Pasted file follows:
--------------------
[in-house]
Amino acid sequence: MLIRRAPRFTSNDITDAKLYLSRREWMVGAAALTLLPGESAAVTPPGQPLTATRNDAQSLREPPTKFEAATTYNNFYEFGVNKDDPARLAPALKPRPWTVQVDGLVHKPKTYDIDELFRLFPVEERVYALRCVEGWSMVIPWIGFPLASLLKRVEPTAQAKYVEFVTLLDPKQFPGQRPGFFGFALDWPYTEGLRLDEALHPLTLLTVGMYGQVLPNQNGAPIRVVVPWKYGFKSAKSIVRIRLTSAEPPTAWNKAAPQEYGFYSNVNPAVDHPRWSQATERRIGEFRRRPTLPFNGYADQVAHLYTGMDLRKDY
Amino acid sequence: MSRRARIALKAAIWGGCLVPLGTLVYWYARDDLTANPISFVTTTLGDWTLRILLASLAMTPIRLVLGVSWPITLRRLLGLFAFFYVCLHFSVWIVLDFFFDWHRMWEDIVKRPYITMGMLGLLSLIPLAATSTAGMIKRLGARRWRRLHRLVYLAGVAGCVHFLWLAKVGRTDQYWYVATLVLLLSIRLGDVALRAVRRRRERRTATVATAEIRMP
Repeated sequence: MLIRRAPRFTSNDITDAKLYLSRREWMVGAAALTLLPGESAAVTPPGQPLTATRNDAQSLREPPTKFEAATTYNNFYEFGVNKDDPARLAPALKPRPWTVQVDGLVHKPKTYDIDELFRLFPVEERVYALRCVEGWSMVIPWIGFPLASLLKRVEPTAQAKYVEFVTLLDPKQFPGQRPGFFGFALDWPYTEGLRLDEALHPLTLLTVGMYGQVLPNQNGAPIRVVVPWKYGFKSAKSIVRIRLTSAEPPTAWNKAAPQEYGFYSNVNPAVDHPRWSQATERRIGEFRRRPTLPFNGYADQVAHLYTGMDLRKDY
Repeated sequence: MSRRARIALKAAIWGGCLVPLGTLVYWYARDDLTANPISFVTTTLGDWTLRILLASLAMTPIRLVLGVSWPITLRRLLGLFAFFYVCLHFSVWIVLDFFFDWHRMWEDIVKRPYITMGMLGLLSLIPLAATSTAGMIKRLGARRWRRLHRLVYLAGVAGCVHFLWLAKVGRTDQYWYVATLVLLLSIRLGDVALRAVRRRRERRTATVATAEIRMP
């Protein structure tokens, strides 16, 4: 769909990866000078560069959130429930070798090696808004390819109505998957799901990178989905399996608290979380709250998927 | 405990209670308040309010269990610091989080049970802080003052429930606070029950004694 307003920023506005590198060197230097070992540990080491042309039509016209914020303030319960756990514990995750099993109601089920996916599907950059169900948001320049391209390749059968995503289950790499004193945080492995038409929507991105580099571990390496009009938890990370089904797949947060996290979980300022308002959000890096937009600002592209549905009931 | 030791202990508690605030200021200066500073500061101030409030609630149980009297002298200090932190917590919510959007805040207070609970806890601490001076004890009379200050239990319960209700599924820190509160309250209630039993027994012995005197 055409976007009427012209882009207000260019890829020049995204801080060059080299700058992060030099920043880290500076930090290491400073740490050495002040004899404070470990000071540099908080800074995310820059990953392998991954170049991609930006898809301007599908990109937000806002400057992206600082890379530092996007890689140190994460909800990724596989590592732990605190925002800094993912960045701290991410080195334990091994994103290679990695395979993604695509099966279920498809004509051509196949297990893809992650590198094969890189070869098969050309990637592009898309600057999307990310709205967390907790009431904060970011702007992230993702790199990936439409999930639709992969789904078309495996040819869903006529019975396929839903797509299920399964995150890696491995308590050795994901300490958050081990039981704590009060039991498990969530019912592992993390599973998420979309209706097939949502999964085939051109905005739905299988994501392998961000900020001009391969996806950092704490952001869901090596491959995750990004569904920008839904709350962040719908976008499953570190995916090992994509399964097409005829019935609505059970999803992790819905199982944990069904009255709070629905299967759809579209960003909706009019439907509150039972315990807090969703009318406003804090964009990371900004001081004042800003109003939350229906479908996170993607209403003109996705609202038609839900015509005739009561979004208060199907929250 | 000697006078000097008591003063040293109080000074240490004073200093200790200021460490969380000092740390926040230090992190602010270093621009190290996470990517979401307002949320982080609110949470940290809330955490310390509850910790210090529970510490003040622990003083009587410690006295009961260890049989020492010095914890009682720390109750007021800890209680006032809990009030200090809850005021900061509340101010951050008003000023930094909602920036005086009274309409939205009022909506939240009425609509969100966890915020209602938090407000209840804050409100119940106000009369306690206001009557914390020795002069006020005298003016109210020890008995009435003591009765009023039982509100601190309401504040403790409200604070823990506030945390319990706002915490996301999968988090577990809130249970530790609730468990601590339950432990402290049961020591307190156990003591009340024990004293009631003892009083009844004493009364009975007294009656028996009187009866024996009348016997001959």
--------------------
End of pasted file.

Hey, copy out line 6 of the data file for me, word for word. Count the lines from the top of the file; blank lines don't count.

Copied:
């Protein structure tokens, strides 16, 4: 769909990866000078560069959130429930070798090696808004390819109505998957799901990178989905399996608290979380709250998927 | 405990209670308040309010269990610091989080049970802080003052429930606070029950004694 307003920023506005590198060197230097070992540990080491042309039509016209914020303030319960756990514990995750099993109601089920996916599907950059169900948001320049391209390749059968995503289950790499004193945080492995038409929507991105580099571990390496009009938890990370089904797949947060996290979980300022308002959000890096937009600002592209549905009931 | 030791202990508690605030200021200066500073500061101030409030609630149980009297002298200090932190917590919510959007805040207070609970806890601490001076004890009379200050239990319960209700599924820190509160309250209630039993027994012995005197 055409976007009427012209882009207000260019890829020049995204801080060059080299700058992060030099920043880290500076930090290491400073740490050495002040004899404070470990000071540099908080800074995310820059990953392998991954170049991609930006898809301007599908990109937000806002400057992206600082890379530092996007890689140190994460909800990724596989590592732990605190925002800094993912960045701290991410080195334990091994994103290679990695395979993604695509099966279920498809004509051509196949297990893809992650590198094969890189070869098969050309990637592009898309600057999307990310709205967390907790009431904060970011702007992230993702790199990936439409999930639709992969789904078309495996040819869903006529019975396929839903797509299920399964995150890696491995308590050795994901300490958050081990039981704590009060039991498990969530019912592992993390599973998420979309209706097939949502999964085939051109905005739905299988994501392998961000900020001009391969996806950092704490952001869901090596491959995750990004569904920008839904709350962040719908976008499953570190995916090992994509399964097409005829019935609505059970999803992790819905199982944990069904009255709070629905299967759809579209960003909706009019439907509150039972315990807090969703009318406003804090964009990371900004001081004042800003109003939350229906479908996170993607209403003109996705609202038609839900015509005739009561979004208060199907929250 | 000697006078000097008591003063040293109080000074240490004073200093200790200021460490969380000092740390926040230090992190602010270093621009190290996470990517979401307002949320982080609110949470940290809330955490310390509850910790210090529970510490003040622990003083009587410690006295009961260890049989020492010095914890009682720390109750007021800890209680006032809990009030200090809850005021900061509340101010951050008003000023930094909602920036005086009274309409939205009022909506939240009425609509969100966890915020209602938090407000209840804050409100119940106000009369306690206001009557914390020795002069006020005298003016109210020890008995009435003591009765009023039982509100601190309401504040403790409200604070823990506030945390319990706002915490996301999968988090577990809130249970530790609730468990601590339950432990402290049961020591307190156990003591009340024990004293009631003892009083009844004493009364009975007294009656028996009187009866024996009348016997001959």